Pablo Benvenuto

PI 101, Module 2: What are Assets and Tags?

Discussion created by Pablo Benvenuto Champion on Sep 25, 2012

Welcome to Module 2, here we are going to discuss the technical aspects of the PI System in more detail.

PI Asset Framework or PI AF

The PI Asset Framework (AF) Server is a part of the PI System. It contains asset or “metadata” that is usually organized according to the assets (i.e. the equipment in your facility) containing the tags being monitored. Assets can be helpful to users of the PI System who do not know or are not familiar with tags or even with the equipment. Using assets they can find the data they need without understanding the technical details of each piece of equipment or its location. Assets are also helpful in finding all of the tags associated with a specific piece of equipment.

Elements: An element normally represents a piece of equipment. An example might be a turbine, a reactor tank, a railcar, a well, or something else that is tangible. It can also represent an intangible concept, like a production line or area.


Attributes: Attributes are components of elements. An attribute is normally Something that has measurable value. This may be some sort of constant like a serial number, last maintenance date, model or dimension of the element. An attribute can also be an alias for a process tag, like a temperature, pressure, or other measurement scanned at regular intervals.


There are four types of attribute: Static (None), PI Point, Formula, and Table Lookup.

What is a PI Tag?

A PI Tag is a unique storage point for data in the PI Data Archive. It is simply a single point of measurement. It has been the traditional unit in the PI Server.

So What Types of Data Can PI Store? (Point Types) The answer is pretty much everything. Below are the data types:

Digital: Discrete value (On/Off, Red/Black/Green)
Int16: Integer value, 16 bits (0 to 32767, acc: 1/32767)
Int32: Integer value, 32 bits (-2147450880 to 2147483647)
Float16: Scaled Floating Point number, 16 bits (1/32767 times range)
Float32: Floating Point number, 32 bits (single precision)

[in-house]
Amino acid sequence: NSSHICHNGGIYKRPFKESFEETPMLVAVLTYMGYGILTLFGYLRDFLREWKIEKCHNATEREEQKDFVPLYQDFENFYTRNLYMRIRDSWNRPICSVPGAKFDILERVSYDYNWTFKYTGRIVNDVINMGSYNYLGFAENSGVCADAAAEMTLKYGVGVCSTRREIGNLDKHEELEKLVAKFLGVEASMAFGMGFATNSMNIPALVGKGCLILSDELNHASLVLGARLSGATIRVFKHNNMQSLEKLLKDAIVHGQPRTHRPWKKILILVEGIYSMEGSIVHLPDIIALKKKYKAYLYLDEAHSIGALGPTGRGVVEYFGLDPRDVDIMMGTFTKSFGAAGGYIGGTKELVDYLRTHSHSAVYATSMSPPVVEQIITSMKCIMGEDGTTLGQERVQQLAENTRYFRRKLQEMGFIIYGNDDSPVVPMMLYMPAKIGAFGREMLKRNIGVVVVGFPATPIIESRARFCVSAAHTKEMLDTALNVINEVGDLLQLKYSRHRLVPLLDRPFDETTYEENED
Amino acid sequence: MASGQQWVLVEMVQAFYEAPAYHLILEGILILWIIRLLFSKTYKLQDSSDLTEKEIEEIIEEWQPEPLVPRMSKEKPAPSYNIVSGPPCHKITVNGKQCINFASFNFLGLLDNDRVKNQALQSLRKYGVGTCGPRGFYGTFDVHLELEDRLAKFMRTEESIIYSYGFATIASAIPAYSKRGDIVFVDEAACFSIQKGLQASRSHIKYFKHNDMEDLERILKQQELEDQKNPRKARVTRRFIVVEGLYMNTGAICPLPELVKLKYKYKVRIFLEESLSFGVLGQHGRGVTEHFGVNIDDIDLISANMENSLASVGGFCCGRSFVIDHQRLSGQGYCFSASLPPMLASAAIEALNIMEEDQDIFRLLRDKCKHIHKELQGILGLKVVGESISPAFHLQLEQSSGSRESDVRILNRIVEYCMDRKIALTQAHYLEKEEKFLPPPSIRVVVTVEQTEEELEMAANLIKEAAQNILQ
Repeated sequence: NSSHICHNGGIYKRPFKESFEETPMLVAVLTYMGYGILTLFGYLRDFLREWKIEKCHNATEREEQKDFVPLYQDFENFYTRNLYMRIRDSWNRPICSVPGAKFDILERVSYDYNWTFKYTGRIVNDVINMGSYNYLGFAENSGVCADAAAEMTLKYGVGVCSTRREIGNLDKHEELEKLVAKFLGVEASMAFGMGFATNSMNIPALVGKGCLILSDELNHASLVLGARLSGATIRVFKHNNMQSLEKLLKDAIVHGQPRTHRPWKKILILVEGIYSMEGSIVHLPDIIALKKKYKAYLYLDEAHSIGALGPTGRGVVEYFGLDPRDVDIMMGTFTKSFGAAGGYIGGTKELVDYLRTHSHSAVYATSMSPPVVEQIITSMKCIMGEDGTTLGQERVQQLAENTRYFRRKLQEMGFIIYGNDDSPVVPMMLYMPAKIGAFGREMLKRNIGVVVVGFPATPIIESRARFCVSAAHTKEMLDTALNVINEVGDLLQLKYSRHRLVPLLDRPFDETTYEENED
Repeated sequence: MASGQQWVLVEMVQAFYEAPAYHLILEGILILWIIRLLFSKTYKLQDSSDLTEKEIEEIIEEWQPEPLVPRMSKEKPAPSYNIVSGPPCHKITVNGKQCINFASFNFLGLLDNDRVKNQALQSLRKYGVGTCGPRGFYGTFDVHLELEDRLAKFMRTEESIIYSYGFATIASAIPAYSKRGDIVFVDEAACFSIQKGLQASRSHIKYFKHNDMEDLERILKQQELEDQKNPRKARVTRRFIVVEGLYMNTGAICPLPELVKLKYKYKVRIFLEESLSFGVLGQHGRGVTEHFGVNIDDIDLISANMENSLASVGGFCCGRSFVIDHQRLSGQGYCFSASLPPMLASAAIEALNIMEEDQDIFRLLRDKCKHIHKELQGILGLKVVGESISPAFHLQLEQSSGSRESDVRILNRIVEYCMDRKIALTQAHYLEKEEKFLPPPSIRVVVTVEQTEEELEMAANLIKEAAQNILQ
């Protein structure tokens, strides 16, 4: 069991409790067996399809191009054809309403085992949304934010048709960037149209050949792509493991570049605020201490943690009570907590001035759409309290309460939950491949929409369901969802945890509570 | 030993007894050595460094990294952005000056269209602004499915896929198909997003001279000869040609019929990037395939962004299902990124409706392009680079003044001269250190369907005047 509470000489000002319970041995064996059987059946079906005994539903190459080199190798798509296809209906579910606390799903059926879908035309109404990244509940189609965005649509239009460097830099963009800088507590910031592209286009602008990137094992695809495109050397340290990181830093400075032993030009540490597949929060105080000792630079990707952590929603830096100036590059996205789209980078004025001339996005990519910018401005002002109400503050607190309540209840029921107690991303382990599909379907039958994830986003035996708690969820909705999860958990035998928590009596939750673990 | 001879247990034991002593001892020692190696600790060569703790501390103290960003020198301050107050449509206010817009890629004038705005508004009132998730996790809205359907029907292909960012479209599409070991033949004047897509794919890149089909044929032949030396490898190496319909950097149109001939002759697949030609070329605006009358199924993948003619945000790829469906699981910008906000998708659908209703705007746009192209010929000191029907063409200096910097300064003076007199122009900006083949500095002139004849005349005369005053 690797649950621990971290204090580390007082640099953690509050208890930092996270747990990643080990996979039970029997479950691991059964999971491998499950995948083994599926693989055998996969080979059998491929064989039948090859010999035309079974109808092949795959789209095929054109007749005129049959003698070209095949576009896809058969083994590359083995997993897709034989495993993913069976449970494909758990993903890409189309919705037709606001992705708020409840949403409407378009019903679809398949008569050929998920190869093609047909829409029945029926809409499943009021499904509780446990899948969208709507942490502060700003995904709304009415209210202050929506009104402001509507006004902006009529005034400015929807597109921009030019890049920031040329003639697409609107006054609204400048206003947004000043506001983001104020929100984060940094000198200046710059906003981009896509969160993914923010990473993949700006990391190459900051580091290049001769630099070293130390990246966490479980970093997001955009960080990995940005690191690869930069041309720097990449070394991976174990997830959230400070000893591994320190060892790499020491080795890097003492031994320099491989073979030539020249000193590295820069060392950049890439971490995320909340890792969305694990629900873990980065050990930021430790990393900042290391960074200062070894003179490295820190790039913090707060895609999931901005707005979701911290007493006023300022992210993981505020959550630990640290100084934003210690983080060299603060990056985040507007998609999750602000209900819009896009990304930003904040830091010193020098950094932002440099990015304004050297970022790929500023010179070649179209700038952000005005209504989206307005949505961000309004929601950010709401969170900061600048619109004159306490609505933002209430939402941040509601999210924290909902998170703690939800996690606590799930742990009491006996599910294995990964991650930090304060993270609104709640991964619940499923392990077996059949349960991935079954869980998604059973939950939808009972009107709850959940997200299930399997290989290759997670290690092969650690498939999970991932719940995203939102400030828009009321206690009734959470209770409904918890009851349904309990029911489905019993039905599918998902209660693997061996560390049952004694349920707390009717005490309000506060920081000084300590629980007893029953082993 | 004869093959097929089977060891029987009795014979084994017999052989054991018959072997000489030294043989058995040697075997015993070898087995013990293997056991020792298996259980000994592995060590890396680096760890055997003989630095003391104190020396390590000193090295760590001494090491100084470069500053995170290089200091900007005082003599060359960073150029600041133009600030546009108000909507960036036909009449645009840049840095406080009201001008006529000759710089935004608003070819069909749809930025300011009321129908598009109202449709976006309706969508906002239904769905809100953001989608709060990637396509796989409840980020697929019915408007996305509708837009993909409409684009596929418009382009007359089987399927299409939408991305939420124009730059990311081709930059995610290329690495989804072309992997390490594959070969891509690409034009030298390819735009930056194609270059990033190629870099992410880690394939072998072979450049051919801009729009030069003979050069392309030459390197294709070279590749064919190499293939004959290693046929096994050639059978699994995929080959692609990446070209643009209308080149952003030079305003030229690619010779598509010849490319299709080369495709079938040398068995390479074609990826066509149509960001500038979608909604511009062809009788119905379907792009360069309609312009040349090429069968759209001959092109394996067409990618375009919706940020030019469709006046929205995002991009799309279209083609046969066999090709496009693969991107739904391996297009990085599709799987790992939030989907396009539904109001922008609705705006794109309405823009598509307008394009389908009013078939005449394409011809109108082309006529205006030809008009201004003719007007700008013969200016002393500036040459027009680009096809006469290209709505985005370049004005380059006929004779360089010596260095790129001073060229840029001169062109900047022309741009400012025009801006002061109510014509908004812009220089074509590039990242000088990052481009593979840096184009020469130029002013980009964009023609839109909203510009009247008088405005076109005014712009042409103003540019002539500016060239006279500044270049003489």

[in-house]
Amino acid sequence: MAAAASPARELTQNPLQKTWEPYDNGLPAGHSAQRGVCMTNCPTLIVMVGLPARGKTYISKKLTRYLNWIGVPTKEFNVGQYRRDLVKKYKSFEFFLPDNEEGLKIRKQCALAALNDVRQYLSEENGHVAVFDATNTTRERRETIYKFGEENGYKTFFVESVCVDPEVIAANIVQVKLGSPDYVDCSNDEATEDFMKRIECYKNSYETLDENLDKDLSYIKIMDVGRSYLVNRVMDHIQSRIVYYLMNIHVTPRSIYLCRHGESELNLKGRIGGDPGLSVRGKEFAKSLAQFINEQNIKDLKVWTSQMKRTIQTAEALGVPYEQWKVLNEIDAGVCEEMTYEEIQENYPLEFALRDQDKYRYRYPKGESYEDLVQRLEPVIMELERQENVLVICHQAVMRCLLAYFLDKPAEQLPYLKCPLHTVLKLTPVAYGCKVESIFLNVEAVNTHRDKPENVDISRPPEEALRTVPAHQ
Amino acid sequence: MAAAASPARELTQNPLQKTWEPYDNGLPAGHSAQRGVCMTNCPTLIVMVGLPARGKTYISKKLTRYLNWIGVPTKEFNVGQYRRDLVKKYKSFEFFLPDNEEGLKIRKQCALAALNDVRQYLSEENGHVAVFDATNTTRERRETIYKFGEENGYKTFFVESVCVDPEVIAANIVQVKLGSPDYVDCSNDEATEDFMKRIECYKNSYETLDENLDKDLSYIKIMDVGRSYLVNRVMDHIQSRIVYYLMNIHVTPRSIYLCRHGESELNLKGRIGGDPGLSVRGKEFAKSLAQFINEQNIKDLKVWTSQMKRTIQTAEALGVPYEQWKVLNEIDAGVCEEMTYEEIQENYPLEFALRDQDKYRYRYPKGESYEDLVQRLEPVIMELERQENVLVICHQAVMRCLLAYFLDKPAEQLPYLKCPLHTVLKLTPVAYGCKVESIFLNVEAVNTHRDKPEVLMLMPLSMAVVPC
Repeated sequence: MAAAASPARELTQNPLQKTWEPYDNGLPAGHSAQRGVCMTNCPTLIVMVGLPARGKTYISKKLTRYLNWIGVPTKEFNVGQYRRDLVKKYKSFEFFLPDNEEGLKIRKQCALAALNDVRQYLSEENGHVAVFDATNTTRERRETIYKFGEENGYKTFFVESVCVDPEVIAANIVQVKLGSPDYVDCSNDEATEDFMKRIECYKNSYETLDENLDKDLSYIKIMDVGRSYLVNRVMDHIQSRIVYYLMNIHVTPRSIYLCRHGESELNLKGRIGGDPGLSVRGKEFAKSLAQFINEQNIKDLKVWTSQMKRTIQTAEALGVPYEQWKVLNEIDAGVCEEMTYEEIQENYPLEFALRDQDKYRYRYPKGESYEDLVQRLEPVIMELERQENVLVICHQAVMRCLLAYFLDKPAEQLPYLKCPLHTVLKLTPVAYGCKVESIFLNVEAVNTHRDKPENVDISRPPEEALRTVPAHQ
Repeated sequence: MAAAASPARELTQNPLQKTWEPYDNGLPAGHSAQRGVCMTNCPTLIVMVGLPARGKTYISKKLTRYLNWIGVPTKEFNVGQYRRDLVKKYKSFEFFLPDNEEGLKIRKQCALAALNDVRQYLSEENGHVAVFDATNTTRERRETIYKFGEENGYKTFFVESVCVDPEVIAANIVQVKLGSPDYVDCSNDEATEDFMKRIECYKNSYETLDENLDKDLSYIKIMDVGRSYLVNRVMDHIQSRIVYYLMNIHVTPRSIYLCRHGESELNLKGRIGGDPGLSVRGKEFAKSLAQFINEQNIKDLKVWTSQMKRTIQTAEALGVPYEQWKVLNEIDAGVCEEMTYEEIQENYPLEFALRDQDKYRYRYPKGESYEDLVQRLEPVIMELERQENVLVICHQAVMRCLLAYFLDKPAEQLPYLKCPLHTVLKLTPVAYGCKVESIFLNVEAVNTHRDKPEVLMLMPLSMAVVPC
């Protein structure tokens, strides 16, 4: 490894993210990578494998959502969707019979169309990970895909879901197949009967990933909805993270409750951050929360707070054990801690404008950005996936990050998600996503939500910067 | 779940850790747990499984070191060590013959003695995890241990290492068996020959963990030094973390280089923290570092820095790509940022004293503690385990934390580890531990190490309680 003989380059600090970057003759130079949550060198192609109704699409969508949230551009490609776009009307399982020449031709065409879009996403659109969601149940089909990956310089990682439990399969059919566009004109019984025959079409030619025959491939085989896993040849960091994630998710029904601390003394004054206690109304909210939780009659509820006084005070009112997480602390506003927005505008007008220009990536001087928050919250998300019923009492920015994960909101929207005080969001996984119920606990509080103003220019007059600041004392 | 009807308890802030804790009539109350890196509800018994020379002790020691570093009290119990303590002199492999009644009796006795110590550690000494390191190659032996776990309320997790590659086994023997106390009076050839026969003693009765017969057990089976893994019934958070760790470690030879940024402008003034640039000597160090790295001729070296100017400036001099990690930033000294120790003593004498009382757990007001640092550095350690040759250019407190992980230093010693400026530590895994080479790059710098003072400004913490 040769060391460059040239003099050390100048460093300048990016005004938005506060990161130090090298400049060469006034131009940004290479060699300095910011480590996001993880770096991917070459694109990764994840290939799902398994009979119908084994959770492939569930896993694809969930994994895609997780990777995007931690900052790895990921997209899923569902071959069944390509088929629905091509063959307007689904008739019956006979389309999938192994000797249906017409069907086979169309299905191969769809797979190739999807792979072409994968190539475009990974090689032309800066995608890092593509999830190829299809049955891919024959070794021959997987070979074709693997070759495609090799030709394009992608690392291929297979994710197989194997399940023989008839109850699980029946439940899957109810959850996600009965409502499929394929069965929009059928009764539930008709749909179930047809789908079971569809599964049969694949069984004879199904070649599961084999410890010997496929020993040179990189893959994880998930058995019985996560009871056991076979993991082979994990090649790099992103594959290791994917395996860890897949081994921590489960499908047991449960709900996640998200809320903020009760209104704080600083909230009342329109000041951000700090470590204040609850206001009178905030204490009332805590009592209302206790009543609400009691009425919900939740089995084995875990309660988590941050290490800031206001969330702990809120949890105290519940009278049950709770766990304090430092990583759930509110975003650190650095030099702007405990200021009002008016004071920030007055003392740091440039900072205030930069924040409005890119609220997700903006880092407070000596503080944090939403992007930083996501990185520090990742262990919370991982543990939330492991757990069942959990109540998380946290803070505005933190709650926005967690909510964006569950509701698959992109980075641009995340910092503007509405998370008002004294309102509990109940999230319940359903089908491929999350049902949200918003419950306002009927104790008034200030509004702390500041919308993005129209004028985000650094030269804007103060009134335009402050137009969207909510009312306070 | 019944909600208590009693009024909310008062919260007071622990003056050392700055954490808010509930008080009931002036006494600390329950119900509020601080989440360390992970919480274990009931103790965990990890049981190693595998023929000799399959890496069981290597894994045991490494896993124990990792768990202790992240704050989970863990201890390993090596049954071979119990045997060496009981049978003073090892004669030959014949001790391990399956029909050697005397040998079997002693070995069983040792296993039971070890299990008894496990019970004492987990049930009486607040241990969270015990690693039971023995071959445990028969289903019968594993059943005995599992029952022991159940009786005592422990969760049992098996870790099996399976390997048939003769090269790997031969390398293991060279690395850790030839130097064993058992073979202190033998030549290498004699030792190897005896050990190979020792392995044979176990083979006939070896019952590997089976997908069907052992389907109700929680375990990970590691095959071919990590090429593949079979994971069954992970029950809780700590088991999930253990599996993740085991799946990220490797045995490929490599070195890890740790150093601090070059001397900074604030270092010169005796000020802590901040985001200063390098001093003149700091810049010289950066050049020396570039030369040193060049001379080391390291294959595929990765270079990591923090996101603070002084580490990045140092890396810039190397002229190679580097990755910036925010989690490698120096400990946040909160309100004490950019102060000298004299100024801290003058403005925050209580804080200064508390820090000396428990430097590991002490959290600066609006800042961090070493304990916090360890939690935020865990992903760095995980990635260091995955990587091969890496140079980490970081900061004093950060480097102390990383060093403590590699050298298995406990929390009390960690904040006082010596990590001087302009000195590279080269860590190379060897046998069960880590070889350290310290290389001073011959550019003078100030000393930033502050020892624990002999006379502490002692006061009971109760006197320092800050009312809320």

Float64: Floating Point number, 64 bits (double precision)
String: Text value up to 976 characters
Blob: Binary large object up to 976 bytes
Timestamp: Any Time/Date in the range 1-Jan-1970 to 1-Jan-2038

Some Basic Point Attributes and Why They are Important to You

Each PI tag has a set of attributes that define it. There are some common tag attributes that are often used in client tools. Most of these attributes are used for display or informational purposes.

Tag Name: Unique name of the PI point used to search for tags. Most tags are built using a local naming convention. Sometimes knowing the naming convention can be helpful in searching for tags. For example, try to determine what the following tag may refer to: M03_E1P2_MOTDRV1202_RUNSTAT (answer: Machine 3, Enclosure 1, Panel 1, Motor Drive 1202, run status)

Descriptor: This is the human-readable description of the PI Tag. It is often used as a search criterion in place of the tag name when the tag name is not intuitive. Very often the tag name is some sort of abbreviation convention and the descriptor is used to capture the “full name.”

PointSource: All tags are related to their interfaces that collect the data by an attribute called PointSource. This means that in many cases you can find all of the tags associated with a particular device by searching for all tags of a certain PointSource. This assumes that the user knows the point sources in use and that will not be true in most situations.

Review Questions


This activity is designed to help you become familiar with your systems and how they can be represented in the PI System. Take a few minutes to think about processes or equipment that you work with in your company. Think about their relationship in terms of location or function and sketch an appropriate PI AF structure for them. Determine the type of data that they produce and make a list (i.e. temperature sensor = floating point value). The list could represent the attributes of the elements in the structure. Feel free to post your comments in this thread about your ideas and the best ways to represent your processes and equipment in PI AF.

You can now go to Module 3 where we will discuss how to connect to a PI System or you can go back to the Workshop Outline.


Alternatively, you can watch the playlist below to learn about Elements, Attributes and Tags.